As many of you know, I’ve been coached by an online coaching program called Runners Connect for the past year. Developed by former Hansons-Brooks member and 2:22 marathoner Jeff Gaudette, Runners Connect is an online coaching service and community. A team of coaches create a running schedule based on your goals and fitness level, you log your workouts and you can share them to the RC community.
The great thing about that is not only do you get expert advice from professional coaches, many of whom were or are elite athletes, you get a community of athletes that are all going through the same thing and cheering you on.
Because let’s face it, no one but other runners care about your run, what your splits were, or how many miles you ran. Your non-running friends and family are sick of hearing about your running, okay?
The Runners Connect philosophy is mainly based on the 80/20 principle or polarized training. You run 80% of the time very easy, and 20% hard. As counter intuitive as it may seem, running slow will really make you fast.
And I’m proof.
I started running in 2013 to get in shape for my reunion. I didn’t follow any particular training advice and just winged it on my own. The reunion came and went and I kept running.
I decided to sign up for a half marathon. I began to learn a little bit more about the process and ran the Asheville half marathon in September of 2013 in 1:55.
The next step was to sign up for a marathon, right? And not just finish a marathon, but qualify for Boston on the first try. I started researching online, trying to figure out the best strategy. There are so many articles and advice out there that it’s a bit overwhelming, so I found a free basic plan outline and stuck to it.
I didn’t understand the reasoning behind each workout and felt that the generic plan didn’t fit me at all. Even so, I finished my first marathon in the Spring of 2014 in 4:02. I was happy to finish, but it was not a Boston Qualifier.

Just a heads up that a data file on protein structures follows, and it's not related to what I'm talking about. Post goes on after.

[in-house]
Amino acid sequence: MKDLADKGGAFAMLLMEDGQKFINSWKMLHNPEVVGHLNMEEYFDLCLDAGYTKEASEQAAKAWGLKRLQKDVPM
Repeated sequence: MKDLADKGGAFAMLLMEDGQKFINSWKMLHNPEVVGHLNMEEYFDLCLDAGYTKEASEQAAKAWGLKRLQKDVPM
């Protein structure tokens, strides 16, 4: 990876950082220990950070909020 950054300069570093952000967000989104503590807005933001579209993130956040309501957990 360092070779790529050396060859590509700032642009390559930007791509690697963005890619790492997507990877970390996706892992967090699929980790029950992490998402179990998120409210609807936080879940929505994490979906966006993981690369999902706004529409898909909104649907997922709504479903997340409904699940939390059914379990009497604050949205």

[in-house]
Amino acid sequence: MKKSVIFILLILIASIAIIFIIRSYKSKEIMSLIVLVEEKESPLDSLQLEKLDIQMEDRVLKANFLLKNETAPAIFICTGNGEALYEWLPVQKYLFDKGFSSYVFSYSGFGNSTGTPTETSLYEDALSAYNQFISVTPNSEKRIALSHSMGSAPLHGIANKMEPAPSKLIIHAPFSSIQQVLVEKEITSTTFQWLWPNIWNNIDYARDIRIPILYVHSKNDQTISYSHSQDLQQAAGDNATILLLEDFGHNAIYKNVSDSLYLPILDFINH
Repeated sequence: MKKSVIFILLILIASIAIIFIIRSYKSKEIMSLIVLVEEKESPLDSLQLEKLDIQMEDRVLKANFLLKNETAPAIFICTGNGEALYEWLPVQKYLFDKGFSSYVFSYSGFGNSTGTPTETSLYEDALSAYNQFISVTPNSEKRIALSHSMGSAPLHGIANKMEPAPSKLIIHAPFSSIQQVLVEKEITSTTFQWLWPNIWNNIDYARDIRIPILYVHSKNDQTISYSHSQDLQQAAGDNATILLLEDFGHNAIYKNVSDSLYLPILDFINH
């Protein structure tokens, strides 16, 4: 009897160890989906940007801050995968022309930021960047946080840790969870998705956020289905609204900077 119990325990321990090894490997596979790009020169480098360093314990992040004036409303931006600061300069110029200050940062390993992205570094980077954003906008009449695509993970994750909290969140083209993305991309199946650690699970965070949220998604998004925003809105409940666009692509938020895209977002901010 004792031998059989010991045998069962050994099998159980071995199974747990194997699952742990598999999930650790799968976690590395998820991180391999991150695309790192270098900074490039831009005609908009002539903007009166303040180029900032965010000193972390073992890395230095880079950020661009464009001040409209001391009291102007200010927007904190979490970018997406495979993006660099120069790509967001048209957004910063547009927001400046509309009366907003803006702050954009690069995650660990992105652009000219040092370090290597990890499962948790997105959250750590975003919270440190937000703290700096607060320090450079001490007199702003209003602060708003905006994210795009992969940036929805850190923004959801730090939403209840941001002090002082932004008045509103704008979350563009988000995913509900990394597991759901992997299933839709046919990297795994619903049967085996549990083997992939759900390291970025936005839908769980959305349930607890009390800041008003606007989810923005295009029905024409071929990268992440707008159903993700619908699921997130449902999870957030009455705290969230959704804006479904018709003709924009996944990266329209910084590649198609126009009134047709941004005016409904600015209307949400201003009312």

I needed to do more research. Whenever I searched a particular topic online, Jeff Gaudette’s name kept popping up. He’s written for Competitor, Running Times, and many other running sites and I always found his articles to be well-researched and backed by science.
I wanted to know the reason why I was doing a particular workout and Jeff always had the answer.
I discovered a free basic training plan online that he wrote for RunKeeper and I used it to qualify for Boston at the Big Cottonwood Marathon in the fall of 2014 in a time of 3:38, twenty-four minutes faster than my first attempt that same year!
I was hooked.
I found that as I was getting fitter, the one-size-fits-all plans weren’t fitting me anymore. I’d been reading everything I could get my hands on, studying the science of the marathon.
But it wasn’t enough. I needed help to reach my potential.
So I signed up for Runner’s Connect. And with their guidance, I am in the best shape of my life.
So what’s the big announcement? I’ve been asked to join the team at Runners Connect as a coach!
Me, a running coach?!? I’ll be backed up by the “real” running experts, of course, but I am so excited to share my experience with others going through the process.
I will also continue to be coached by Runners Connect and member athletes can still follow my training and progress. I will be the first student to become a coach on their team and I couldn’t be happier about it! For now, it’s just part-time, but we will see how it progresses.
I have to admit, it is intimidating to join forces as a coach with such talented and accomplished runners and coaches, but my story of becoming a runner later in life is one of the attributes that they liked about me: I am relatable to so many of their athletes. I am just a regular person who fell head over heels for running and have accomplished so much in such a short period of time.
My hope is to encourage and inspire all of the athletes in the Runners Connect community to reach their running goals, no matter how big they dream.
If you are curious about the Runners Connect program, please comment below or direct message me. I’d be happy to help you become the best runner you can be too!